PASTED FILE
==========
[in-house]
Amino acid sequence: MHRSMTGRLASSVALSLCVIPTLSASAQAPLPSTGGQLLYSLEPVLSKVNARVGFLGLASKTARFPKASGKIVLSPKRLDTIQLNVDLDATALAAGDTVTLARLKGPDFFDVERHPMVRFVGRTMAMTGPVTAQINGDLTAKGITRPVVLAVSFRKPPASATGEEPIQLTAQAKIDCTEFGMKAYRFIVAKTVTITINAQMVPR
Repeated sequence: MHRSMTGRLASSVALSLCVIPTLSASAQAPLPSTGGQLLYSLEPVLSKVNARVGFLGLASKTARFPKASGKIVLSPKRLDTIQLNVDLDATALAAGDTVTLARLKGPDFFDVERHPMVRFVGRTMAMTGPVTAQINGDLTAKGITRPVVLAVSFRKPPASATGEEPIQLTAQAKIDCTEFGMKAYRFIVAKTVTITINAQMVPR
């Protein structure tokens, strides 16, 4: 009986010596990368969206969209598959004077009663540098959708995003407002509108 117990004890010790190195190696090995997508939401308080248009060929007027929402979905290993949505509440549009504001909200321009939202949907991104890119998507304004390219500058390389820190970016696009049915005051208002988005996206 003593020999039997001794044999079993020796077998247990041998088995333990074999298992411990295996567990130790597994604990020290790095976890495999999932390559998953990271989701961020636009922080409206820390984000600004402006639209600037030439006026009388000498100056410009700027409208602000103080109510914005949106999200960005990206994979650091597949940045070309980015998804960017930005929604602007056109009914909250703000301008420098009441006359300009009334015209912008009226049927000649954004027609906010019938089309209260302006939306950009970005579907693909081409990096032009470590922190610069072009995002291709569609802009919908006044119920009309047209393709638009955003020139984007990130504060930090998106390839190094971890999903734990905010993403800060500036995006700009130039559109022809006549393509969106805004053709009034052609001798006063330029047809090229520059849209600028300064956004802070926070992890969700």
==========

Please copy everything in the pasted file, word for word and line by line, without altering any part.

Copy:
[in-house]
Amino acid sequence: MHRSMTGRLASSVALSLCVIPTLSASAQAPLPSTGGQLLYSLEPVLSKVNARVGFLGLASKTARFPKASGKIVLSPKRLDTIQLNVDLDATALAAGDTVTLARLKGPDFFDVERHPMVRFVGRTMAMTGPVTAQINGDLTAKGITRPVVLAVSFRKPPASATGEEPIQLTAQAKIDCTEFGMKAYRFIVAKTVTITINAQMVPR
Repeated sequence: MHRSMTGRLASSVALSLCVIPTLSASAQAPLPSTGGQLLYSLEPVLSKVNARVGFLGLASKTARFPKASGKIVLSPKRLDTIQLNVDLDATALAAGDTVTLARLKGPDFFDVERHPMVRFVGRTMAMTGPVTAQINGDLTAKGITRPVVLAVSFRKPPASATGEEPIQLTAQAKIDCTEFGMKAYRFIVAKTVTITINAQMVPR
């Protein structure tokens, strides 16, 4: 009986010596990368969206969209598959004077009663540098959708995003407002509108 117990004890010790190195190696090995997508939401308080248009060929007027929402979905290993949505509440549009504001909200321009939202949907991104890119998507304004390219500058390389820190970016696009049915005051208002988005996206 003593020999039997001794044999079993020796077998247990041998088995333990074999298992411990295996567990130790597994604990020290790095976890495999999932390559998953990271989701961020636009922080409206820390984000600004402006639209600037030439006026009388000498100056410009700027409208602000103080109510914005949106999200960005990206994979650091597949940045070309980015998804960017930005929604602007056109009914909250703000301008420098009441006359300009009334015209912008009226049927000649954004027609906010019938089309209260302006939306950009970005579907693909081409990096032009470590922190610069072009995002291709569609802009919908006044119920009309047209393709638009955003020139984007990130504060930090998106390839190094971890999903734990905010993403800060500036995006700009130039559109022809006549393509969106805004053709009034052609001798006063330029047809090229520059849209600028300064956004802070926070992890969700």